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How a mortgage works

If you own are about to purchase a home you really should understand how a mortgage works. This article is also an introduction article to a couple of future articles we have in the works.

There are five or six terms you need to understand with regard to mortgages. Two of them principal and interest apply to all mortgages. Optional items include taxes, homeowners insurance and possibly mortgage insurance. We will take a quick peek at each of them and try to provide layperson definition for each.

The down payment is the amount of money you paid towards the purchase price in cash. At the height of the real estate bubble it was not uncommon for people with good credit to not need any down payment money. In fact many of them even borrowed their closing costs. This resulted in them owing about 105% of the property value when then closed the deal.

Principal and Interest
When one buys a home they borrow a certain amount of money. This is called the principal; the amount of money you borrowed.

Interest is the fee you agree to pay each year for the privilege of borrowing the principal amount. In all standard mortgages in the US it is always paid as a percentage of the unpaid principal amount, expressed yearly but charged monthly on the unpaid principal balance. Understanding this basic concept is a key element; interest is computed on the unpaid balance you owe at the end of each month.

Optional Items
Mortgage insurance does not always apply. It is sometimes required when your down payment is not large enough for the lender to feel secure in making the loan. A third party company guarantees the difference between the amount you paid down and the amount the lender wanted. Then they charge you a fee on the principal balance until the loan is paid down to a certain level. IMO, if you can't afford the down payment, you can't afford the house. Mortgage insurance is only a decent bet for high wage earners with secure employment and no cash. Even then it is an unnecessary additional expense.

Taxes and insurance are a part of owning real estate. The lender collects 1/12th of the annual amount each month and pays the bills when they come due annually. Generally this is required unless the down payment is greater than 20% of the purchase price. The lender does not make a profit and must report payments and disbursements to you at least once per year. These expenses are not fixed and may go up or down each year depending on the amounts that need to be collected and paid.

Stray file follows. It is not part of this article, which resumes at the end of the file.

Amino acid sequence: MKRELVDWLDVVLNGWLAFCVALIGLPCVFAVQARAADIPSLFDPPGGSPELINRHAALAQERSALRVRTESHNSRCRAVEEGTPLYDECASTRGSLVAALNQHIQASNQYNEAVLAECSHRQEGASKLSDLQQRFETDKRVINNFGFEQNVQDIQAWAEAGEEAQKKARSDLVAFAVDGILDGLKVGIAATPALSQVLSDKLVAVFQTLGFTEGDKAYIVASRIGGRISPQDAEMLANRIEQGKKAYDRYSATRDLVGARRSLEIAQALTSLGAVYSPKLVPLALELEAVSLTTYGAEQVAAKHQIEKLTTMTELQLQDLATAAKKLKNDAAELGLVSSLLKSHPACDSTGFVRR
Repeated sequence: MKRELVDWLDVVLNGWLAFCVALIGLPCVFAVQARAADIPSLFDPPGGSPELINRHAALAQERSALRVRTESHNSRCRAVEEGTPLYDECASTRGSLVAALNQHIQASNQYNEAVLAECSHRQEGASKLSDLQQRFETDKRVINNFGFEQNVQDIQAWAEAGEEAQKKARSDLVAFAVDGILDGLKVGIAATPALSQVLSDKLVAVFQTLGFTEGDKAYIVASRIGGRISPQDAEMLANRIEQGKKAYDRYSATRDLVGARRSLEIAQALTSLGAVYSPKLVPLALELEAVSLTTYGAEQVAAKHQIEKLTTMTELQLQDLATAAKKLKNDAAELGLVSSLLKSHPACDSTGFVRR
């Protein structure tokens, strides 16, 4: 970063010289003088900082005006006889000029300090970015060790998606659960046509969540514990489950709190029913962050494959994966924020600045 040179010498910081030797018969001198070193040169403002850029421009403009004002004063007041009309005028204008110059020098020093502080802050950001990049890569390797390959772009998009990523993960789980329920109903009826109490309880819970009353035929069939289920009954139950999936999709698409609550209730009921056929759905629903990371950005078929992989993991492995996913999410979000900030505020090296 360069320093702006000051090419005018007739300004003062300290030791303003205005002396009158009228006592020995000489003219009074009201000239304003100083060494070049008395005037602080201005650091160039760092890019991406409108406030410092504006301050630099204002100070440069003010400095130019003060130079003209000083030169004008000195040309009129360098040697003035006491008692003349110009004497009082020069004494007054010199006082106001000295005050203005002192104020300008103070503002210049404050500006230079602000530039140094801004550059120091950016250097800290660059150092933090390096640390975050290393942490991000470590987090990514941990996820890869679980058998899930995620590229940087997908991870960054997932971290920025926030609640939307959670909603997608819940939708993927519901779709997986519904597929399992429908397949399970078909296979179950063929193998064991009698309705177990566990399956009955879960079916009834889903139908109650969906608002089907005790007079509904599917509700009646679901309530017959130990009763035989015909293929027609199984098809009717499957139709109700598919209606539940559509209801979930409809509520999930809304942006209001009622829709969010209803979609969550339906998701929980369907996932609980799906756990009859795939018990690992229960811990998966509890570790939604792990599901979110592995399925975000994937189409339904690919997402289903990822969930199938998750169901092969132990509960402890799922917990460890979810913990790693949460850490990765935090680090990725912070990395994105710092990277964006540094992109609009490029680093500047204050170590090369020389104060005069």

When talking about a fixed rate mortgage without mortgage insurance only the principal amount to be paid each month and the amount of interest is a fixed amount. As the loan progresses the principal amount increases as the interest amount decreases but the monthly amount remains the same. This is how a loan is amortized, paid off.

Let's take a quick look at a typical loan. We chose to use a modest amount such as one a first time home buyer would be seeking, $100,000 loan amount, the current national average interest rate of 4% and a fixed rate 30 year mortgage. This would assume a purchase price of $105-120,000 with the difference being paid in cash at closing to reduce the mortgage to an even $100,000. This would result in a principal and interest payment amount of $477.42 per month which would remain constant for 359 payments. The final month might be adjusted a few dollars either way to bring the outstanding balance to zero.

If you look at the screenshot below of the amortization schedule you will see that with your first payment only $144.09 of the 477.42 is applied to principal the rest is applied to interest. By the 12th payment that amount increases to $149.46. That process continues for the life of the loan. At about payment 153 the amounts are nearly equal and then the principal portion starts to increase more rapidly. We will revisit this in several future articles.

Amortization schedule

Edited 12-11-2012 to correct a significant typo in the last paragraph "is applied to principal the rest is applied to interest".

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